The Baby Sitters Club, The Sandlot and Bitter melon soup story with Teens
Since I spent my teenage years in Korea, the stories of the Baby Sitters Club series and The Sandlot feel unfamiliar to me. So, this time, I wanted to take a closer look at the feelings, emotions, and lives of American teenagers and indirectly experience them, so I watched and reviewed these two movies.
What both movies have in common is the youthful story of the vibrant innocence unique to teenagers. Even though the subject matter and direction are different, readers can clearly feel their youth and liveliness in the book or the movie. From the perspective of an older person, this can clearly become a longing and nostalgia for the past youth.
Review of The Baby-Sitters Club Like Golden's recollections, this story is thrillingly relatable, with changing middle school friendships, new dynamics between siblings and parents, unrequited love, mean girls, homework, and exploring new hobbies all thrilling and moving forward. It's true that it feels like a glimpse of what's going to happen. In addition, although The Sandlot is not about the common social, political, and racial conflicts that attract social resonance and movement, it captures the whimsy, wit, naivety, and passion of the 12-year-old protagonist, and this is enough to be imprinted in the minds of all ages. We created iconic teen's facial expressions. This movie is about sports, but it's not a story about results, sports heroes, or sportsmanships. Nevertheless, people fall into the illusion of being back in their teens just by looking at the actual protagonists' lines, actions, and concerns.
These two movies (classics) are so ordinary, yet so special that I get sick of them. This may seem to indicate that movies themselves do not necessarily need great historical and documentary material or amplify events or conflicts to make them sweat. In this respect, I think the Bitter Melon Soup article, the author wrote also has a lot of memorable code. When I read this story, I remembered an episode from my life in Germany.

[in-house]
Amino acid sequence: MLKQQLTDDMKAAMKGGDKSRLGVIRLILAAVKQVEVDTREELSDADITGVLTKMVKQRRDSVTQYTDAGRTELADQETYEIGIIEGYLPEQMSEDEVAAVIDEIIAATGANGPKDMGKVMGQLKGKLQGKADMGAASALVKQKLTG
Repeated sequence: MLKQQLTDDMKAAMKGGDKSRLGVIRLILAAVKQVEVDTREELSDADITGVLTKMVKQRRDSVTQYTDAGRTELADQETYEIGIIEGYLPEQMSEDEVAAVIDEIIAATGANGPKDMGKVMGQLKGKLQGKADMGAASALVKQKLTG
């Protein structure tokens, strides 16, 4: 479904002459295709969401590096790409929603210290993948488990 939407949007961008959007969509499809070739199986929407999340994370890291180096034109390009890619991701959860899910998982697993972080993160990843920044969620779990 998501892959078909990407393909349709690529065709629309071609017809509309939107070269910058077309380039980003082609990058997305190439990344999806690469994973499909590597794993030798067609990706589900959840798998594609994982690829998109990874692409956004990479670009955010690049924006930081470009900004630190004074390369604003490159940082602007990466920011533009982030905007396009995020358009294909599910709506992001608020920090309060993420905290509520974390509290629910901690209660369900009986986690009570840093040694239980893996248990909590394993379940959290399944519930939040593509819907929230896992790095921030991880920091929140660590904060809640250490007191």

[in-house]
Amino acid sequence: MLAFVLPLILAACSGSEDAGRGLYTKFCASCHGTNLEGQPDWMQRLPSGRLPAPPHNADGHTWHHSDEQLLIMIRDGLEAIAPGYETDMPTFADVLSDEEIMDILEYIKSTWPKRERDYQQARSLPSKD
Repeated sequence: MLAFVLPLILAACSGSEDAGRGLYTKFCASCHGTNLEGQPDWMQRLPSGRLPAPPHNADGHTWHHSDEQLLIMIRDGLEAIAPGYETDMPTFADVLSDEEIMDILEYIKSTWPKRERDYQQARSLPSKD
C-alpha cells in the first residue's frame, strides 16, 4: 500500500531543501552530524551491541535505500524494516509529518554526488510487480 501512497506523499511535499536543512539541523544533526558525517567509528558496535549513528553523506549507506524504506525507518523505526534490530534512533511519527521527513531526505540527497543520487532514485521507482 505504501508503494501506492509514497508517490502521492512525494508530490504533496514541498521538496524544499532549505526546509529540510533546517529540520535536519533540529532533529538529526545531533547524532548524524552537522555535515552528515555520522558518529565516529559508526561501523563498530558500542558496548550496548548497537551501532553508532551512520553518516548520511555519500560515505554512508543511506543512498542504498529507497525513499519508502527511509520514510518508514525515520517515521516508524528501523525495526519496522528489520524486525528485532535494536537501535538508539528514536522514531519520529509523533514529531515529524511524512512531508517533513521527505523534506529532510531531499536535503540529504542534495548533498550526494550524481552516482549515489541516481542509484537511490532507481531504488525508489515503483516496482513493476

On the night of my first Christmas in Germany, I heard someone urgently knocking on the door, so I rushed to open it barefoot and in my pajamas. When I opened the door, my family and I saw an amazing sight. It was like a choir, with about 10 children singing in angelic white and beautiful clothes, similar to church choir uniforms. I was so shocked that I paused for a moment because there was no culture like this in Korea. They looked at me with loving eyes and continued to sing. I stood stiffly like a nutcracker until their song ended. And in my head, I wonder if they will see my bare feet. I was nervous that people would laugh at me when they saw me in my pajamas. Afterwards, as soon as the song ended, I smiled awkwardly and immediately closed the door. It was only after a while that I realized that this was a tradition and that in these cases, simple gifts such as cookies or chocolate were given to the angels. I felt so embarrassed for them. And these cultural differences were something that always happened while I was living as a foreigner.
I'm actually a warm and kind person, so why couldn't I smile at that time? How disappointed did they feel for me? But this was really due to my inexperience and lack of understanding of the culture. In the bitter melon soup story, I loved how the author was surprised by its appearance when he first saw bitter melon in his Vietnamese friend, Tony's yard, and how they later got over this shock and opened their hearts by getting to know each other through food. As a side note, ever since I slammed the door on the angels, I'd gotten along well with the other angels who came to my house at Christmas. After this confusion, I shared Korean bulgogi with my German neighbors, got to know them, and built good relationships.
I think Bitter Melon story also did a good job of depicting the friendship, confusion, and enlightenment of teenage years through the ordinary subject matter of Canh Khổ Qua (Vietnam's bitter melon soup). Perhaps, as in the case of the Baby Sitters Club series or The Sandlot, the material is ordinary, but I can immerse myself in it and empathize with it, which is why many people remember and love it. And I think that by depicting this subject in great detail, the sensibilities, understanding, and attitudes of teenagers, it made me feel like this was a scene from my teenage years.
It's as if I was reading Bitter Melon Soup and recalling a forgotten Christmas Eve night. I think these movies and classics steer us away from the error that too often limits the scope of storytelling by relying on money-making drama to signify a game, a season, or a championship or dramatical success.
Myungja Anna Koh